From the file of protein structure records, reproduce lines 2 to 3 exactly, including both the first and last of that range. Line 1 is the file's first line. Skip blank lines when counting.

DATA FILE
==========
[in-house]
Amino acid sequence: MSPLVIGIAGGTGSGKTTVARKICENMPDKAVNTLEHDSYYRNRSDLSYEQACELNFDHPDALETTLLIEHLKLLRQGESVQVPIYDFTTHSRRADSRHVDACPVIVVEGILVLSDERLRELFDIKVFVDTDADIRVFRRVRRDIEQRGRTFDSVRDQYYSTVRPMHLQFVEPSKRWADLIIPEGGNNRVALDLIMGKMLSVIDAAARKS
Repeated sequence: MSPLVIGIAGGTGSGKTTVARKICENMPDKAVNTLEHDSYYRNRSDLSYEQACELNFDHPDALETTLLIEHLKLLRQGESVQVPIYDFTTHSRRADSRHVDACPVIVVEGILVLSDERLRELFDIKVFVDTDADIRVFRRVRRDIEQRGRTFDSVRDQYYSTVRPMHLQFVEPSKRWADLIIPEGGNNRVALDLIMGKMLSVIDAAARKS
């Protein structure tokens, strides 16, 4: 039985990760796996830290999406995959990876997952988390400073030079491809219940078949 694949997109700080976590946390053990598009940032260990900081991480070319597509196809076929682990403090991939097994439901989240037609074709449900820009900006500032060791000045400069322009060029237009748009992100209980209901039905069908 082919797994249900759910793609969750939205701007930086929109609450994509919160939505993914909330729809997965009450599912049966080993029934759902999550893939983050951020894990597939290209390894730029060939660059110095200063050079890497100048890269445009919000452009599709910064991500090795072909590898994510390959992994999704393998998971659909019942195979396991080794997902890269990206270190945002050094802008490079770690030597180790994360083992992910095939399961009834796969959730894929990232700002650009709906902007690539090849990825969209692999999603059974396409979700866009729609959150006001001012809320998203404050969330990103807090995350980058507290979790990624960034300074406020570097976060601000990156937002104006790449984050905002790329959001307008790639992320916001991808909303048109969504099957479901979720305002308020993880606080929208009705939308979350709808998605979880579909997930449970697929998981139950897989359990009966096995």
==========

Amino acid sequence: MSPLVIGIAGGTGSGKTTVARKICENMPDKAVNTLEHDSYYRNRSDLSYEQACELNFDHPDALETTLLIEHLKLLRQGESVQVPIYDFTTHSRRADSRHVDACPVIVVEGILVLSDERLRELFDIKVFVDTDADIRVFRRVRRDIEQRGRTFDSVRDQYYSTVRPMHLQFVEPSKRWADLIIPEGGNNRVALDLIMGKMLSVIDAAARKS
Repeated sequence: MSPLVIGIAGGTGSGKTTVARKICENMPDKAVNTLEHDSYYRNRSDLSYEQACELNFDHPDALETTLLIEHLKLLRQGESVQVPIYDFTTHSRRADSRHVDACPVIVVEGILVLSDERLRELFDIKVFVDTDADIRVFRRVRRDIEQRGRTFDSVRDQYYSTVRPMHLQFVEPSKRWADLIIPEGGNNRVALDLIMGKMLSVIDAAARKS